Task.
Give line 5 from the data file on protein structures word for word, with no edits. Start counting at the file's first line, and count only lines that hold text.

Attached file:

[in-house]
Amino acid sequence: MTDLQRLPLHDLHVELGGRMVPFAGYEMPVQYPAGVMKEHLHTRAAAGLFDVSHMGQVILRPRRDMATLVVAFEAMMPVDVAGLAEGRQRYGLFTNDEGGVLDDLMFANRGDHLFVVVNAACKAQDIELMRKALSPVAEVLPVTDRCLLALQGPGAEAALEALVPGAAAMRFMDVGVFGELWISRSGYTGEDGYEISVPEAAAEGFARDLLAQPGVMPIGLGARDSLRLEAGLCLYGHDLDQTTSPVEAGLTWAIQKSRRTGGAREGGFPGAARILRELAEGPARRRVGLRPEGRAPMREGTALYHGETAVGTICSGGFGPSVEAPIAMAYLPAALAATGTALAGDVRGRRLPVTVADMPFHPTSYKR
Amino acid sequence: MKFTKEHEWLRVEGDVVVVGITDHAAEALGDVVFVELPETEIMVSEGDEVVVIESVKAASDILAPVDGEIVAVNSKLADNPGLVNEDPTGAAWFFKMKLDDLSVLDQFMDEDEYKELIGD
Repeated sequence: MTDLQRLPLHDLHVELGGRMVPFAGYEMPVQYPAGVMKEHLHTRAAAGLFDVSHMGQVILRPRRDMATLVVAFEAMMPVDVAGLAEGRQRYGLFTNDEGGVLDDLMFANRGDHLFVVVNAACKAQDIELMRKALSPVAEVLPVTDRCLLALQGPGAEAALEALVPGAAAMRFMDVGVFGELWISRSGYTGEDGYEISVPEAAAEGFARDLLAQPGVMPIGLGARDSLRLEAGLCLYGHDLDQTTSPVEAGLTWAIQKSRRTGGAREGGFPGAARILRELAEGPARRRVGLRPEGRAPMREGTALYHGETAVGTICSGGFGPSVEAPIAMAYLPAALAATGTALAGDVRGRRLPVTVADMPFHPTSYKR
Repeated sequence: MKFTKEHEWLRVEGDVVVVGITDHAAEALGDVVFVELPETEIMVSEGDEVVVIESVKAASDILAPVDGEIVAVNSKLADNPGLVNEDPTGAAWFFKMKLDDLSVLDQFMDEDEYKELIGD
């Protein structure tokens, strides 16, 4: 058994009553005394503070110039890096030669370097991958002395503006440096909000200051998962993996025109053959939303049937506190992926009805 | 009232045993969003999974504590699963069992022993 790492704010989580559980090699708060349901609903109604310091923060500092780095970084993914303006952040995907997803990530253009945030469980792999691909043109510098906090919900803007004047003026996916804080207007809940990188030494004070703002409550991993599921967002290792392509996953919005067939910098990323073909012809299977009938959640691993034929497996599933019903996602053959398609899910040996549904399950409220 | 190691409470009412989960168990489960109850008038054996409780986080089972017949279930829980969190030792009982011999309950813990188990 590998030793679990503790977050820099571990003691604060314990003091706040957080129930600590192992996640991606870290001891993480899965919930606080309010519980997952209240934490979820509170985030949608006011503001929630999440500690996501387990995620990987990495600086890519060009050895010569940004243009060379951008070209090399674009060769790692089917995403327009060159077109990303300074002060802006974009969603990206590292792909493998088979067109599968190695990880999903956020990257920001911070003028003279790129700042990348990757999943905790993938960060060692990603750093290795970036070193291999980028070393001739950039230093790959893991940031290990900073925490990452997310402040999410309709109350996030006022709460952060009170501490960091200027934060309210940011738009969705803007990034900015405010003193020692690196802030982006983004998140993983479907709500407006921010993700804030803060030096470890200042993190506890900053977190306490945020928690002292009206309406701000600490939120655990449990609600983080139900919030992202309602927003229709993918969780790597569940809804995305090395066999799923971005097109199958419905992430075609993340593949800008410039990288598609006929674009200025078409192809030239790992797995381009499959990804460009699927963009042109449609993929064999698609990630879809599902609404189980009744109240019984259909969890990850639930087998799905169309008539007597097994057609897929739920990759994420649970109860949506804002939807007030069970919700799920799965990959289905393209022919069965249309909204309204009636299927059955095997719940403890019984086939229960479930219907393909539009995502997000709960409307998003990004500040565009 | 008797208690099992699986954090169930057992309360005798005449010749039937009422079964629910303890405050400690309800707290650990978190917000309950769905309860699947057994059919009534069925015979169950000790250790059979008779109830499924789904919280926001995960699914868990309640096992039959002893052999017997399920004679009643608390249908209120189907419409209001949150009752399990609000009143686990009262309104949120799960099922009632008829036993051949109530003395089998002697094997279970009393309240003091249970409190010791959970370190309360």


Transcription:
Repeated sequence: MKFTKEHEWLRVEGDVVVVGITDHAAEALGDVVFVELPETEIMVSEGDEVVVIESVKAASDILAPVDGEIVAVNSKLADNPGLVNEDPTGAAWFFKMKLDDLSVLDQFMDEDEYKELIGD